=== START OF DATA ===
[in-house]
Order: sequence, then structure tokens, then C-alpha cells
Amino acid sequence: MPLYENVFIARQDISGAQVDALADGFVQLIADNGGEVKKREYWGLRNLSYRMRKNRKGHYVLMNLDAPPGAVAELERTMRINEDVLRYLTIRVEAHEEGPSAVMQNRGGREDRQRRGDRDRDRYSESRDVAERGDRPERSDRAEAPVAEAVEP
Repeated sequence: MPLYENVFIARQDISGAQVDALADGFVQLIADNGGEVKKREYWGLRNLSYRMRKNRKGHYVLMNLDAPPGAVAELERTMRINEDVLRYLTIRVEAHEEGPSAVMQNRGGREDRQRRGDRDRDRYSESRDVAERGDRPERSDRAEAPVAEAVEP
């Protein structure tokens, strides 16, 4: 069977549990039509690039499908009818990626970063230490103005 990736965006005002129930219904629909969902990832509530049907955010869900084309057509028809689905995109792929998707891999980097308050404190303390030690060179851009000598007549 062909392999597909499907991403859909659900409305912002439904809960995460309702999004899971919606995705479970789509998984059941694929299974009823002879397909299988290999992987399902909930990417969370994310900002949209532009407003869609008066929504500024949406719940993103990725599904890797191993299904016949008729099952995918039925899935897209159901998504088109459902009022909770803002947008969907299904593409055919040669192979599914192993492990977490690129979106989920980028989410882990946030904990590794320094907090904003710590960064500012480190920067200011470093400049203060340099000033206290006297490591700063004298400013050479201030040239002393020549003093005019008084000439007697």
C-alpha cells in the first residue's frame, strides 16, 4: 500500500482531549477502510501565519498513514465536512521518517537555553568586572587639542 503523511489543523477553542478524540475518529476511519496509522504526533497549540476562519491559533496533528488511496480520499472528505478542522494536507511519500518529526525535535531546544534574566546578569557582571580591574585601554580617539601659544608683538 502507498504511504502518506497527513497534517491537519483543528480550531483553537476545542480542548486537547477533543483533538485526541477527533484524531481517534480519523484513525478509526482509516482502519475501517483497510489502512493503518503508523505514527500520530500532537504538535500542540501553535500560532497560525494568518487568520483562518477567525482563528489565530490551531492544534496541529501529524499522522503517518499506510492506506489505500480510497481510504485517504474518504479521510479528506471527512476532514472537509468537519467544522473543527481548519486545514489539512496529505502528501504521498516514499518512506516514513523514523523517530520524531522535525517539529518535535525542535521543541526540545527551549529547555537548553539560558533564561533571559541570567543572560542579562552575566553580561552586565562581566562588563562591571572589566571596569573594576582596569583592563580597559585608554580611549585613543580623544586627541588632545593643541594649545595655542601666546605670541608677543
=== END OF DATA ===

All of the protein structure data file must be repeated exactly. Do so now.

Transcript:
[in-house]
Order: sequence, then structure tokens, then C-alpha cells
Amino acid sequence: MPLYENVFIARQDISGAQVDALADGFVQLIADNGGEVKKREYWGLRNLSYRMRKNRKGHYVLMNLDAPPGAVAELERTMRINEDVLRYLTIRVEAHEEGPSAVMQNRGGREDRQRRGDRDRDRYSESRDVAERGDRPERSDRAEAPVAEAVEP
Repeated sequence: MPLYENVFIARQDISGAQVDALADGFVQLIADNGGEVKKREYWGLRNLSYRMRKNRKGHYVLMNLDAPPGAVAELERTMRINEDVLRYLTIRVEAHEEGPSAVMQNRGGREDRQRRGDRDRDRYSESRDVAERGDRPERSDRAEAPVAEAVEP
């Protein structure tokens, strides 16, 4: 069977549990039509690039499908009818990626970063230490103005 990736965006005002129930219904629909969902990832509530049907955010869900084309057509028809689905995109792929998707891999980097308050404190303390030690060179851009000598007549 062909392999597909499907991403859909659900409305912002439904809960995460309702999004899971919606995705479970789509998984059941694929299974009823002879397909299988290999992987399902909930990417969370994310900002949209532009407003869609008066929504500024949406719940993103990725599904890797191993299904016949008729099952995918039925899935897209159901998504088109459902009022909770803002947008969907299904593409055919040669192979599914192993492990977490690129979106989920980028989410882990946030904990590794320094907090904003710590960064500012480190920067200011470093400049203060340099000033206290006297490591700063004298400013050479201030040239002393020549003093005019008084000439007697």
C-alpha cells in the first residue's frame, strides 16, 4: 500500500482531549477502510501565519498513514465536512521518517537555553568586572587639542 503523511489543523477553542478524540475518529476511519496509522504526533497549540476562519491559533496533528488511496480520499472528505478542522494536507511519500518529526525535535531546544534574566546578569557582571580591574585601554580617539601659544608683538 502507498504511504502518506497527513497534517491537519483543528480550531483553537476545542480542548486537547477533543483533538485526541477527533484524531481517534480519523484513525478509526482509516482502519475501517483497510489502512493503518503508523505514527500520530500532537504538535500542540501553535500560532497560525494568518487568520483562518477567525482563528489565530490551531492544534496541529501529524499522522503517518499506510492506506489505500480510497481510504485517504474518504479521510479528506471527512476532514472537509468537519467544522473543527481548519486545514489539512496529505502528501504521498516514499518512506516514513523514523523517530520524531522535525517539529518535535525542535521543541526540545527551549529547555537548553539560558533564561533571559541570567543572560542579562552575566553580561552586565562581566562588563562591571572589566571596569573594576582596569583592563580597559585608554580611549585613543580623544586627541588632545593643541594649545595655542601666546605670541608677543